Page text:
On June 25, the US Supreme Court issued a 6-3 opinion in King v. Burwell upholding the Affordable Care Act’s subsidy scheme. In its decision, the Court held that taxpayers who purchase coverage on any exchange created under the ACA, including the federal exchange, are eligible for tax credits under Section 36B of the Internal Revenue Code.
Chief Justice John G. Roberts wrote the majority opinion, and was joined by Justices Anthony M. Kennedy, Ruth Bader Ginsburg, Stephen G. Breyer, Sonia Sotomayor and Elena Kagan. Justice Antonin Scalia wrote a vigorous dissent, in which Justices Clarence Thomas and Samuel A. Alito joined.
The decision upholding federal premium subsidies on the federal exchanges rebuffed one of the last significant legal challenges to the law and averted substantial disruption in the individual health insurance markets and the potential impact on the employer mandate. The decision preserves the ACA’s regulatory structure and is a big win for proponents of the law.
At issue was language in the ACA stating that tax credits would be allowed for any eligible taxpayer, but only if the taxpayer was enrolled in an insurance plan through “an Exchange established by the State.” The question before the Court was whether Congress intended to provide tax credits only to taxpayers in states that established their own exchanges, or if tax credits are available to taxpayers who receive coverage from the federal exchanges.
In its opinion, the Court declared that the tax credits are one of the ACA’s key reforms and whether they are available on federal exchanges is a question of deep “economic and political significance.” The Court viewed this as an extraordinary case and refused to defer to an IRS interpretation of the statutory language upholding subsidies on the federal exchanges. Instead, the Court said that its job was to determine the correct reading of the disputed phrase, “an Exchange established by the State.” The Court opined that when read in context, the text of the statute was ambiguous. This compelled the Court to look to the broader structure of the ACA to determine whether it could give meaning to the text that would produce a substantive effect compatible with the rest of the ACA. The Court rejected the challengers’ interpretation of the law because, according to the Court, such an interpretation would destabilize the individual insurance market in any state with a federal exchange and likely create death spirals that Congress designed the ACA to avoid.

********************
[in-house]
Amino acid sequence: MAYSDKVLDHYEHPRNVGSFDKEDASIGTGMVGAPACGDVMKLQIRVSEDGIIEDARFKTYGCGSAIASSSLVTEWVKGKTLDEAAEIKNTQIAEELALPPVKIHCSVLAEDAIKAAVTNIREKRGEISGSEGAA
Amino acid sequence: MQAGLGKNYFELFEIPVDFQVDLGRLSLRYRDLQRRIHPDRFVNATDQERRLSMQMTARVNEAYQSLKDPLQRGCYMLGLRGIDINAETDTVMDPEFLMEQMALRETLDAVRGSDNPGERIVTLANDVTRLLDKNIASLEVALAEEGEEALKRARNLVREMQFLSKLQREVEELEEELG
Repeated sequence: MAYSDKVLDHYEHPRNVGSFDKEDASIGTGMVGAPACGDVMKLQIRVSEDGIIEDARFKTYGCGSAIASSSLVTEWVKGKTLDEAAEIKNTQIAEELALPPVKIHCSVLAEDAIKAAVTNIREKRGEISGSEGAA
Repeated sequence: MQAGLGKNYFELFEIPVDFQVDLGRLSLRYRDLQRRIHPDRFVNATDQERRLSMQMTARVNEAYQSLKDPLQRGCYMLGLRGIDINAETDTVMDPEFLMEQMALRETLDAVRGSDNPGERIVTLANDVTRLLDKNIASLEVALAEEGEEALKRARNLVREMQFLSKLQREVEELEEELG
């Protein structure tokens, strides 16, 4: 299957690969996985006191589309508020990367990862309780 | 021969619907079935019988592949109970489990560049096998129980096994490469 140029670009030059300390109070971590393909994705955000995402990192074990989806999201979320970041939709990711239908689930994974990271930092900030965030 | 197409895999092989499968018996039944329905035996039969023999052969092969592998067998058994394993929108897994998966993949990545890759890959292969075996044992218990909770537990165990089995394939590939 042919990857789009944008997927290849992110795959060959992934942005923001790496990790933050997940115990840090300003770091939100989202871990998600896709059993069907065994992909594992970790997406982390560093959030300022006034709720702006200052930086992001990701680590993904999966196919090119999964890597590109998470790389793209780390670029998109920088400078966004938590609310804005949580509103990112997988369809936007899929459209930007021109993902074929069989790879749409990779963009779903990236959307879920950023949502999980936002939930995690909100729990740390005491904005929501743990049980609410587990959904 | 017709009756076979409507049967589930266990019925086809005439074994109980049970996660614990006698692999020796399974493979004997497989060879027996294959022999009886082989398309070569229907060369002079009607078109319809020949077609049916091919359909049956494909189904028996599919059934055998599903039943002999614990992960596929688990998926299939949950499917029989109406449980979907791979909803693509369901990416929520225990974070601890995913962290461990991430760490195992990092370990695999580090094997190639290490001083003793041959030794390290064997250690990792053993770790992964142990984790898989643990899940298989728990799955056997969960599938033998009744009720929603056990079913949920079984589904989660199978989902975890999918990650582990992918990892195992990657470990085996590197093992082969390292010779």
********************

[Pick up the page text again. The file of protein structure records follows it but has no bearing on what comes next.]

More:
The Court admitted that the challengers’ plain-meaning arguments were strong and required careful consideration, but held that the ACA’s “context and structure” compel the conclusion that the law allows tax credits for insurance purchased on any exchange created under the ACA. The Court went on to say that those credits are necessary to avoid the type of calamitous result that Congress plainly meant to avoid.
Now that the case has been decided, the IRS and the other agencies presumably will focus their efforts on resolving outstanding implementation issues, and employers should continue to focus on compliance efforts, particularly with respect to the new ACA reporting requirements that will require reporting beginning January 2016.